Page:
2nd Mini CPE: Bel-Rea

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  1. Image Upload
    What is the above arrhythmia?
    What is the treatment?
    • V Tach: Ventricular Tachycardia
    • TX: Lidocaine
  2. Image Upload
    What is the above arrhythmia?
    What is the treatment?
    • V Fib: Ventricular Fibrillation
    • TX: Defibrillation or CPCR
  3. Image Upload
    What is the above arrhythmia?
  4. Image Upload
    What is the above arrhythmia?
    What is the Treatment?
    • Sinus Tachycardia
    • TX: Deepen anesthetic plan, increase Oxygen Flow
  5. Image Upload
    What is the above arrhythmia?
    What is the treatment?
    • Sinus Bradycardia
    • TX: Atropine
  6. Image Upload
    What is the above arrhythmia?
    Define the type of arrhythmia?
    What species is it normal in?
    What is the treatment?
    • 1st Degree AV Block
    • Delay in conduction between the P wave and the QRS Complex
    • Normal in horses
    • TX: None
  7. Image Upload
    What is the above arrhythmia?
    Define the type of arrhythmia?
    What is the treatment?
    • 2nd Degree AV Block
    • P waves without QRS complex
    • TX: Atropine
  8. Image Upload
    What is the above arrhythmia?
    Define the type of arrhythmia?
    What is the treatment?
    • Third Degree AV Block
    • Have more than one lone P wave in consecutive sessions.
    • TX: Pacemaker
  9. What are a few families of injectable anesthetics?
    Give examples.
    • Barbituates (Phenobarb, thiopental)
    • Cyclohexamines (Ketamine, Tiletamine)
    • Propofol¬†
    • Guiafenesin (Gecolate)
    • Etomidate (Amidate)
    • Neuroleptoanalgesia (Ace & Oxymorphone)
  10. What are 3 common sites for equine arterial catheterization?
    • 1. Dorsal metatarsal
    • 2. Submandibular artery
    • 3. Facial artery
  11. What size reservoir bags would you use for the following?
    Adult Equine:
    • Foals: 15L
    • Adults: 30L
  12. What is the Oxygen flow for horses?
    • 8-12L O2/min for the first 10 minutes
    • Reduce to 3-6L O2/min for remaining
  13. What two types of gas anesthetic would be used for equine anesthesia?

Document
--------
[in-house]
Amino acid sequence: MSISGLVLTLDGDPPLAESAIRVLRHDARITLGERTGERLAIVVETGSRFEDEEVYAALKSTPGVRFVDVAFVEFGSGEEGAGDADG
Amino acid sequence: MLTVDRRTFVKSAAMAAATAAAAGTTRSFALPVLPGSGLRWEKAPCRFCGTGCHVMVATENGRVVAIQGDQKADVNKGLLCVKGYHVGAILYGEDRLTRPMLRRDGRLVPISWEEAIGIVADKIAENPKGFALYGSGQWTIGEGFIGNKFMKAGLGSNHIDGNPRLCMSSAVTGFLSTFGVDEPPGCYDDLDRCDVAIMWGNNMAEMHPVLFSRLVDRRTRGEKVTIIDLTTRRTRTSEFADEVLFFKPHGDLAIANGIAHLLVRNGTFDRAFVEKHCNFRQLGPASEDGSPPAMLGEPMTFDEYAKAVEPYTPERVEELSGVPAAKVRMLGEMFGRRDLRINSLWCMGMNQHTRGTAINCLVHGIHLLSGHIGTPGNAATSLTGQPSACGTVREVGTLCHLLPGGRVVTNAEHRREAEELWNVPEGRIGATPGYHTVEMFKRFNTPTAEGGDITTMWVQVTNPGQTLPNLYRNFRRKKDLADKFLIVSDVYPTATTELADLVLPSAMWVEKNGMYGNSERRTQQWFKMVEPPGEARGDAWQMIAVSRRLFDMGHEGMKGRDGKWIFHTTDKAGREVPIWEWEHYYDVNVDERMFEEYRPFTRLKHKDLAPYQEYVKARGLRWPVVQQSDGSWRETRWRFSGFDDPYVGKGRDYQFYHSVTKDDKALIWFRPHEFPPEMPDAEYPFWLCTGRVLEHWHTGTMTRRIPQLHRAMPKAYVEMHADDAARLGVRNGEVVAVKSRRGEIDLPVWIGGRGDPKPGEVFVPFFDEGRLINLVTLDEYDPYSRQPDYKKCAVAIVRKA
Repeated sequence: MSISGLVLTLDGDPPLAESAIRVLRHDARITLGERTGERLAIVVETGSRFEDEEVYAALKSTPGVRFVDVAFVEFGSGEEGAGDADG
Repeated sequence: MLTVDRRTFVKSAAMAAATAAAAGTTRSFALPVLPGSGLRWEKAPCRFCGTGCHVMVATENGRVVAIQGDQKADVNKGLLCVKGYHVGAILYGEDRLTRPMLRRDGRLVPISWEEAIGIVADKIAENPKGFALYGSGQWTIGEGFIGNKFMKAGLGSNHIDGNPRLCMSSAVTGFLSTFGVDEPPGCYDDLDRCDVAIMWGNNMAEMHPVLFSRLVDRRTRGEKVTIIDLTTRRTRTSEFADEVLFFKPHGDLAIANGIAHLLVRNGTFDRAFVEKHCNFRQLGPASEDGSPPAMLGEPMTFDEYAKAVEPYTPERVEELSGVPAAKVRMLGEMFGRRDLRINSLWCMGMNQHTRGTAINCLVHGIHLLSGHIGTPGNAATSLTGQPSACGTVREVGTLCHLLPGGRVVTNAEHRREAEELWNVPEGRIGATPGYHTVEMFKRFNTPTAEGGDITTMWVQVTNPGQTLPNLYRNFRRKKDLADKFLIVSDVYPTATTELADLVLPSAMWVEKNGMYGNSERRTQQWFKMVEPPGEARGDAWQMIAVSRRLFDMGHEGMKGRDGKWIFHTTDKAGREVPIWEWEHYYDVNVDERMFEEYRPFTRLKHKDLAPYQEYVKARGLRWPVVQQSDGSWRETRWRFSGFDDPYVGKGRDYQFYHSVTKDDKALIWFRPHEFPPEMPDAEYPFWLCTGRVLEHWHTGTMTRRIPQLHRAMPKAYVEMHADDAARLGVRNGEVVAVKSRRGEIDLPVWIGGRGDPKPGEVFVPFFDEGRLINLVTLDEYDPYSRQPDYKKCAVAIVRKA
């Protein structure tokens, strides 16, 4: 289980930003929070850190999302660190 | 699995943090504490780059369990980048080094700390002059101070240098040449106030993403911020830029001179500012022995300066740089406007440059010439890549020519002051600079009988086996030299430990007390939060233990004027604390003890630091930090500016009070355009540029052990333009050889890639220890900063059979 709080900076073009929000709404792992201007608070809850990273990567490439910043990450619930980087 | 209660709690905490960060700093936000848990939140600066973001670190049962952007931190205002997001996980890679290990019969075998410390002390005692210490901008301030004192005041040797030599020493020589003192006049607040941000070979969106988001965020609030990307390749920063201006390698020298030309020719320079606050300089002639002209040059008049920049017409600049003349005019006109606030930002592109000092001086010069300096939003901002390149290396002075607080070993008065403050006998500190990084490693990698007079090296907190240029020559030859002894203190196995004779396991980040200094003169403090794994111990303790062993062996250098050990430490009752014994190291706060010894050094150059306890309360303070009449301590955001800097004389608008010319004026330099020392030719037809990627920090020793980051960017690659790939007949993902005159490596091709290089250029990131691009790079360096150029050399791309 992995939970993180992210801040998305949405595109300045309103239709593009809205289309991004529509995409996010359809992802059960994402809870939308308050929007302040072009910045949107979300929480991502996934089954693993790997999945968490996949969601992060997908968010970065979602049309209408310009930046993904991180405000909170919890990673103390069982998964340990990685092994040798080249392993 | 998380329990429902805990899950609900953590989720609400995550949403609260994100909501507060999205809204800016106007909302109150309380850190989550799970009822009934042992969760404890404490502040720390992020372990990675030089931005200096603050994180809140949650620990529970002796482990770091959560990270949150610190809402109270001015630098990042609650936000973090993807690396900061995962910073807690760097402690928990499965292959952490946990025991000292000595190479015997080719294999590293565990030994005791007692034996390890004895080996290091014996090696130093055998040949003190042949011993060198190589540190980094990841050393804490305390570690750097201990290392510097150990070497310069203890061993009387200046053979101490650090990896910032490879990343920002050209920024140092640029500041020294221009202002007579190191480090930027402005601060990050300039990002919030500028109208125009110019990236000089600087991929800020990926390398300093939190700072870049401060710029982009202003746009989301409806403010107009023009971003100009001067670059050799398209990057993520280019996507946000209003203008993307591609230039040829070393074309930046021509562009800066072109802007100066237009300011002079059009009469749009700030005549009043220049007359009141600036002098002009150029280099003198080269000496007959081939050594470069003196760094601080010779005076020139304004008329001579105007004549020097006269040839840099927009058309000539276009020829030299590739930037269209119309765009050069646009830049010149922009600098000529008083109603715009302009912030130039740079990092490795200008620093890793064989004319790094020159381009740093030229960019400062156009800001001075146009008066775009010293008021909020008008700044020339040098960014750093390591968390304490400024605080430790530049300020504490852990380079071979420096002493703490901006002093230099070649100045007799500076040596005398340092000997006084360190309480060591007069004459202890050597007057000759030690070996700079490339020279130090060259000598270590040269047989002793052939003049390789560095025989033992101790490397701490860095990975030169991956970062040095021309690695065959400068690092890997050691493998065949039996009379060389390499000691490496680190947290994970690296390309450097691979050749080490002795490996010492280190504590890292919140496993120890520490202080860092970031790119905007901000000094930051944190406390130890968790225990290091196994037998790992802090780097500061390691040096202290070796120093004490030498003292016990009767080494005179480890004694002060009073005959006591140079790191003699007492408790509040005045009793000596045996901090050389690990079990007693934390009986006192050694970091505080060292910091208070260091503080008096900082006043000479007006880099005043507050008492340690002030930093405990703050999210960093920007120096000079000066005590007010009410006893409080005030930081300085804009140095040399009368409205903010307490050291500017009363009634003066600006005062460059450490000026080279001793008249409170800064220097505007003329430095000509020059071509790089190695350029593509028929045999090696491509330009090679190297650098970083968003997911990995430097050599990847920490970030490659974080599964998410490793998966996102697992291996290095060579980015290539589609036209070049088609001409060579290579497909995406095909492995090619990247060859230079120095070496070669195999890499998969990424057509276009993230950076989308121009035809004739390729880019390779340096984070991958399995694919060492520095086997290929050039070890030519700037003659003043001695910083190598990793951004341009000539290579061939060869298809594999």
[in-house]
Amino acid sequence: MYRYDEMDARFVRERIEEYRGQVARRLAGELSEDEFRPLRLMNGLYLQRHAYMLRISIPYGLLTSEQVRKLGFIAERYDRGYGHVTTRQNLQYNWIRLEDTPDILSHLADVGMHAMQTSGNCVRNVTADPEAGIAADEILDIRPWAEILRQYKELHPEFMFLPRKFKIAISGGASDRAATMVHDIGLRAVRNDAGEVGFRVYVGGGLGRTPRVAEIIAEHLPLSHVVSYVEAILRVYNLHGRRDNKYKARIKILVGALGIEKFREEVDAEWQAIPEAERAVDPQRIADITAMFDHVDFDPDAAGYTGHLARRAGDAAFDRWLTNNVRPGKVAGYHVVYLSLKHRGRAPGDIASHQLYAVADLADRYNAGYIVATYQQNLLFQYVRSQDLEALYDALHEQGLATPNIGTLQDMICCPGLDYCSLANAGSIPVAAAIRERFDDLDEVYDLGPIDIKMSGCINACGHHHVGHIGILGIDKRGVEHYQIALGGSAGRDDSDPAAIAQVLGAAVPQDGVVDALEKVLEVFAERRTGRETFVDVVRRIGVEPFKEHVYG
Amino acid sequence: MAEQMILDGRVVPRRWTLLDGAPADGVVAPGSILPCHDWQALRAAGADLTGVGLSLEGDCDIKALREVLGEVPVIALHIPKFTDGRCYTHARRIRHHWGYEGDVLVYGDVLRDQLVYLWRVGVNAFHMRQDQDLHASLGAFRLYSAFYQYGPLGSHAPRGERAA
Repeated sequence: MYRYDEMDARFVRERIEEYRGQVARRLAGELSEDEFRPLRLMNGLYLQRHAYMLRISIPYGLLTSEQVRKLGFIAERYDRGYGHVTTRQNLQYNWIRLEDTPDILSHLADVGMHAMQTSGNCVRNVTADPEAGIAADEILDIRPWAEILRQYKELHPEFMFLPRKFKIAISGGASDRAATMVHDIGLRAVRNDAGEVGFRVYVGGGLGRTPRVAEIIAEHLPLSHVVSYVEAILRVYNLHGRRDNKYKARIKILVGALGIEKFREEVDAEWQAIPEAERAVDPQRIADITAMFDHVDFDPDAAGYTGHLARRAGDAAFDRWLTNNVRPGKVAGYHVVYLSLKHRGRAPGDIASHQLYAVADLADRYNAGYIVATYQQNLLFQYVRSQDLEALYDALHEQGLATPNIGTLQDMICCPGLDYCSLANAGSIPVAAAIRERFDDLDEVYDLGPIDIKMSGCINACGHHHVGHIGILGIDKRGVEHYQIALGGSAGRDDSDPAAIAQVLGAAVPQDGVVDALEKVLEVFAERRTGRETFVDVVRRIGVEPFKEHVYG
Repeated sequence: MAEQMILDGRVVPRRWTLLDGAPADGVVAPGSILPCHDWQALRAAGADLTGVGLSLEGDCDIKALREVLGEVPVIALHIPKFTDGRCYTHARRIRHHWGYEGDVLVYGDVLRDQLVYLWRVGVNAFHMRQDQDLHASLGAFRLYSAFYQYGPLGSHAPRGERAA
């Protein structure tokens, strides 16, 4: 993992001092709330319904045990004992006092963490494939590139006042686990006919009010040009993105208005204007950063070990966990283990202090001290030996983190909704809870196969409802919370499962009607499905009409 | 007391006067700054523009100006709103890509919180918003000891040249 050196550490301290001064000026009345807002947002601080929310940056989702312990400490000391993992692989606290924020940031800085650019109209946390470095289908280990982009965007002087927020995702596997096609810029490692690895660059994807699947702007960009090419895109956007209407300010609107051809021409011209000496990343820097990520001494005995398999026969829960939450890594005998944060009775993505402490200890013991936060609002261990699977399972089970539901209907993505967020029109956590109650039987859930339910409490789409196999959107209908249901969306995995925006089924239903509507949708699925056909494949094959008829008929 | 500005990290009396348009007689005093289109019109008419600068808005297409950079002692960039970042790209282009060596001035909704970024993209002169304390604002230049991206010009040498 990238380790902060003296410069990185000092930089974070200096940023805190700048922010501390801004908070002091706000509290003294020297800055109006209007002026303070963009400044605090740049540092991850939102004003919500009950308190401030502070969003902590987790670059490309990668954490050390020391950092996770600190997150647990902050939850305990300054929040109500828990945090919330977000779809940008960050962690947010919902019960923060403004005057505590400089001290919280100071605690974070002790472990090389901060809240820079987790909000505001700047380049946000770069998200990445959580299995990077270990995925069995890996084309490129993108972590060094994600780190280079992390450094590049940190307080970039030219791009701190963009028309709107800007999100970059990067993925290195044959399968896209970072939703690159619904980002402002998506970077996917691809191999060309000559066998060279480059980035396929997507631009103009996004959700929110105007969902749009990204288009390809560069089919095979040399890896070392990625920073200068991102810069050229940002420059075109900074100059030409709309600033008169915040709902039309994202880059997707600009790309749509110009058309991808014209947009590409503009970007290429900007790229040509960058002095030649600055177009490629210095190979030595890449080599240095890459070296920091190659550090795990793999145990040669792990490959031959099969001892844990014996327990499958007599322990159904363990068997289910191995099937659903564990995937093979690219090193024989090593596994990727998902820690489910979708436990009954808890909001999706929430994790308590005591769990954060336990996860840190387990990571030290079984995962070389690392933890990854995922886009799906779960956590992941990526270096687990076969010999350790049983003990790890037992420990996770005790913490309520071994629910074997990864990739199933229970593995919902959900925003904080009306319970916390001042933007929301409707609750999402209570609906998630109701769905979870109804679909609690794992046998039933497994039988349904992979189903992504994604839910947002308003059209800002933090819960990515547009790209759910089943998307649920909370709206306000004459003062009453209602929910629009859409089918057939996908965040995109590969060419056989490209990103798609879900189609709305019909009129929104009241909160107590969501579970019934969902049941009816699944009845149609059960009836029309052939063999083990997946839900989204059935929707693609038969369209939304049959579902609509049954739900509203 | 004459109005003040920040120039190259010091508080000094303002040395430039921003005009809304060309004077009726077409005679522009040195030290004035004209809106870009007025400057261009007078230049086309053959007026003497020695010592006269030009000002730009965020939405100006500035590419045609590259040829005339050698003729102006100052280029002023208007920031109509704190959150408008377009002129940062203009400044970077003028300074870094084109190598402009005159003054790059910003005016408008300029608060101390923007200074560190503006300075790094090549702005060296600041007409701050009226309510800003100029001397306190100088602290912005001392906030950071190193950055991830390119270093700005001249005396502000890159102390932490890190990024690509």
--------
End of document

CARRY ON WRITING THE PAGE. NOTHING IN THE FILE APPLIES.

• Halothane
    • Sevoflurane
  14. What size ET tubes would you use for the following?
    Adult Equines:
    Draft Horses:
    • Adult Equines: 26mm
    • Foals: 14mm
    • Draft Horses: 30mm
  15. What should an ECG be for a horse?
    Do horses have any arrhythmias that are normal?
    • 30-40bpm
    • First & Second Degree AV Block
  16. What should an equine systolic blood pressure be?
    • Systolic: >90mmHg
    • Diastolic: >40mmHg
    • Mean: >70mmHg
  17. For the preanesthetic drugs what family of drug do you avoid for equines? Why?
    Anticholinergics due to their decrease of GI motility; colic
  18. Why do we try not to use Ace in stallions?
    Permanent Penile Prolapse
  19. What antibiotic is used on horses that is risky? Where does it HAVE to be administered?
    • PPG (Procain Pen G)
    • IM ONLY
  20. For equine induction what drugs are used?
    • Cyclohexamine (Ketamine)
    • Barbituates (Thiopental)
    • Triple Drip (Ketamine, Xylazine, Guiafenesin)
  21. What 3 types of recovery are available for horses?
    • 1. Free recovery
    • 2. Assisted Recovery - most common, ropes used to keep horse in standing position
    • 3. Water Recovery - antigravity, expensive
  22. What levels are considered borderline hypoxic?
    O2sat: 90-95%
  23. What levels are considered Hypoxic?
    O2sat: <90%
  24. What levels are considered cianotic:
    O2sat: <85%
  25. What is the purpose for an AMBU bag?
    Used to ventilate patient with oxygen during CPCR
  26. What does a Capnograph measure?
    Under anesthesia would should ETCO2 be?
    • Respiration Rate
    • ETCO2
    • INCO2
    • Under Anesthesia: 35-45mmHg
  27. What is another name for a unidirectional flutter valve?
    Pressure Relief Valve
  28. What two types of scavange is available?
    • Passive: FlowAir
    • Active: Active
  29. What does pressure menometer measure?
    What is it used for?
    Dow do you check for leaks?
    • cmH2O pressure
    • Used to ventilate patient
    • Leaks: Water for drop in 5cmH2O pressure in 30 minutes
  30. What type of granules are used in a CO2 absorber?
    Soda Lime
  31. For the following colors what anesthetic gas is used?
    • Purple: Isoflurane
    • Yellow: Sevoflurane
  32. What color are oxygen tanks?